Greg Platzer is the bomb when it comes to all things electric guitar. He has and still works with some of the most notable guitarist in the biz. I met him at NAMM years ago and we became guitars buddies. Here is his web site ( Check him out is outrageously awesome! I sent my blonde tele that was a gift from Danny Shay in New York and also my sunburst Fender road worn that Bill Cumminsky (head of Fender at that time) gave me. The blonde “Shay” tele Greg outfitting with pickup from Carondelet ( that he special ordered for my guitars. Bonde tele will have a split coil humbucker at the bridge and a hum at the rhythm position. My Fender Worn will be set up as a stratocaster with a spit coil hum at the bridge, a single coil in the middle and single coil in the rhythm position. Both guitars will scream like crazy no doubt. I can’t wait to get back from Detroit sessions, put the necks back on and try them out. The pickups in the pic are considered zebras.

I have to be honest, I hate playing live with performance tracks, but in the process of creating live tracks, you find that songs tend to get a microscopic overview. This detailed inspection is super important because it helps you to see the material in a variety of perspectives: fan, promoter, radio, first time fan, rehearsal value and just as a you develop your artist thumb print. I have been an audio engineer for 39 years and creating wonderfully sounding live performance tracks is NOT EASY. I have enlisted the help of veteran live audio guitar hero producer E Hill. We produce the tracks in Protools cutting frequencies that one may never cut on a record so that when we audition is on a live PA in the big room at the studio, the tracks hold up and do not over shadow me the artist. These tracks consist of electric bass and simple drums kick/hat/snare. These tracks give me a rehearsal vehicle to tighten my skills up for the live performance, provide audio for the trio to learn and when I am in a situation where the promoter wants my shredder live show and the trio is not available, the tracks allow me to perform live to sell the live trio.

So, there are many benefits to the live tracks. Take from a music industry veteran, great sounding live tracks are one of the most difficult things I have done in the studio engineering world. Note: remember to use the exact same kit and program on every song.

Hey gang, just a few words about my journey so far into my new world of solo performance. As you may know, I have been performing for 39 years professionally as a hired gun/singer for many artists and that in it’s self is a job that requires precision focus. I now have a new shredder trio with Craig Langford on bass and vocals, Stephen Ritter on drums and vocals, and E. Hill on sound, Steve Trudell songs and management, my wife Shell healthy love, encouragement, bravery, logic and sensibility. These four individuals have changed my life to a degree of feeling like I have just decided to play guitar for the first time. Surrounding your self with people that kick your butt is KEY! They inspire, push, encourage and they sit back and help you help yourself. The biggest problem with being an artist is knowing when to get out of your own way and get some help.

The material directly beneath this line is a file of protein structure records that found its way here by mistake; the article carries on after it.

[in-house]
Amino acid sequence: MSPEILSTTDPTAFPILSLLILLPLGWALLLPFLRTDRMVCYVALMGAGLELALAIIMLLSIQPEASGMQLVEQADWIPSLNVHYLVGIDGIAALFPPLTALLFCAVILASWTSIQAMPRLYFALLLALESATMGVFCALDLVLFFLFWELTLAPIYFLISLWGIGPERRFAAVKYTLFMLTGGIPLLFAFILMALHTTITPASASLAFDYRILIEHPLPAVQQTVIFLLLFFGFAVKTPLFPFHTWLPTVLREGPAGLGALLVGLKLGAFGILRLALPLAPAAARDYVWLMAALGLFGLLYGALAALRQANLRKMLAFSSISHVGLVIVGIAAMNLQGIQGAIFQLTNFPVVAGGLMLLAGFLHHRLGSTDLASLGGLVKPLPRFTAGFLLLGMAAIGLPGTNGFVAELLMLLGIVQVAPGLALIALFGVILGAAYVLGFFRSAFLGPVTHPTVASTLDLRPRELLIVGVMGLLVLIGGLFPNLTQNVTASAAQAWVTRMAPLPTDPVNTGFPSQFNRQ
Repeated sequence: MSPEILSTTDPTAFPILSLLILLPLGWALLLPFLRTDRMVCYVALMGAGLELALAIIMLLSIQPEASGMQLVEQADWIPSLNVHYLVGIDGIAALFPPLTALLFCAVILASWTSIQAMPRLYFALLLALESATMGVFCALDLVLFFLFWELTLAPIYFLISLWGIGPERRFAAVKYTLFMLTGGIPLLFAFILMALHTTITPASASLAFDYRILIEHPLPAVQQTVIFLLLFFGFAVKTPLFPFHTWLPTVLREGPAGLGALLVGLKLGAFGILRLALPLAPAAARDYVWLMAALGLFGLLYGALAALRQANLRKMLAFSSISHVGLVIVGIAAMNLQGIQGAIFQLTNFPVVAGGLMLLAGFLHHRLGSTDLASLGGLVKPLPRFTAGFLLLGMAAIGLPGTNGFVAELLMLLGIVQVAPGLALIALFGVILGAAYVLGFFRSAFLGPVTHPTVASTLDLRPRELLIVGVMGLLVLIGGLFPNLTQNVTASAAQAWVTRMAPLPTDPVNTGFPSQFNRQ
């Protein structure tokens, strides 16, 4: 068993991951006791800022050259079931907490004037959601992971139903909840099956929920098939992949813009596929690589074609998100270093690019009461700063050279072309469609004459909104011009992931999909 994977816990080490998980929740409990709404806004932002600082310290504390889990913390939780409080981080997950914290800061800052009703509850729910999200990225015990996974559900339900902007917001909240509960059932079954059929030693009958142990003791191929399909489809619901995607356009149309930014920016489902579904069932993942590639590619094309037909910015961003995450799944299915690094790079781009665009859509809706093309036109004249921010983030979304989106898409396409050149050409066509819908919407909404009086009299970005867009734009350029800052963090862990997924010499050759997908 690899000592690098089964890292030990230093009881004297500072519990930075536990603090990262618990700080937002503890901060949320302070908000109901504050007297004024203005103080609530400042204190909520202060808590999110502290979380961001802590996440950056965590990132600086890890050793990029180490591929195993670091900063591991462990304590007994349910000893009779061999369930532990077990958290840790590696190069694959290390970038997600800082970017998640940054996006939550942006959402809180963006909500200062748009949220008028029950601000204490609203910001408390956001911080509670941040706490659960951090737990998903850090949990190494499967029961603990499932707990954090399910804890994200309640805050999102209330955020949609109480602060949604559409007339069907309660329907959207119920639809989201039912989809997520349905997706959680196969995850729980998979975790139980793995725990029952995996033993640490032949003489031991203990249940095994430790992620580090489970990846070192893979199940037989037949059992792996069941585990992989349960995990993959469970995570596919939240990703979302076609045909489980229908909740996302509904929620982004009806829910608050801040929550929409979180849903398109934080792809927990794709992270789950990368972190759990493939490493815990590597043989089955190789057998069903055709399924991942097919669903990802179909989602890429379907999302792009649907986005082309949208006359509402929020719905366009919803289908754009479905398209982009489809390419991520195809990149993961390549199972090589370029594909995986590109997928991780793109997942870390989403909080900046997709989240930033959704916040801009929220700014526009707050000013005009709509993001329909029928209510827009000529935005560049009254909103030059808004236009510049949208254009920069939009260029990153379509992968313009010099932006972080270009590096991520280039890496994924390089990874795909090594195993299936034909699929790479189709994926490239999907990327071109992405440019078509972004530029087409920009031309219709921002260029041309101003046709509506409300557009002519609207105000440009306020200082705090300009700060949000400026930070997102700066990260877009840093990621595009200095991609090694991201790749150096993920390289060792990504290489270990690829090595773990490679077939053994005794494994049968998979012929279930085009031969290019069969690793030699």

On stage Craig and Stephen have taken my focus to another level and that makes me a better solo performer, kicking my butt because these cats are the best at what they do.

“E” is giving me insight to focusing my goals on a much hired level and a player, performer and front stage man that connects to any audience. He is a monster sound guy that makes the trio sound killer out front, and this is as important as anyone in my group.

Trudell inspires me to write hit songs and constantly inspect my look, vibe, sound and focus as an entertainer.

Shell is the only solid rock I can stand on on this Earth. I could never put a value on her love and support. She makes me who I am .

This method can be applied to a rehearsal of one song or a rehearsal of many songs that may be part of a live show.

Many times players will sit down, and do what I call diddle with their instrument, without any focus. Yes, they are playing but without a focus muscle memory is left a disadvantage.

I am working on my new Shredder power trio 90 min show. I create a rough set list loading all of the audio into my iTunes for rehearsal in the order of the live set list. I first rehearse through all the songs three times and simply play guitar without singing so that I am focused on arrangement, groove and timing. I make notes on the ones that I am rusty on and need more work. I create a list of the songs that need attention and begin rehearsing each song 5 to 10 times. I may have to stop and work on a part here and there, but the idea is that I need to run them until the muscle memory is automatic. Once I have the individual songs rehearsed then I run the set list again with no singing 3 times. Now I take a break and come back to run the entire show with singing and playing. The idea of compartmentalizing the rehearsal allows for greater success.

Brad was asked by Dan Miller to produce the Jam tracks for the online Bluegrass Unlimited magazine.

Every week Brad is given a new song, he produces a bed of music with video to provide a learning tool for those pickers out there that are hungry to pick!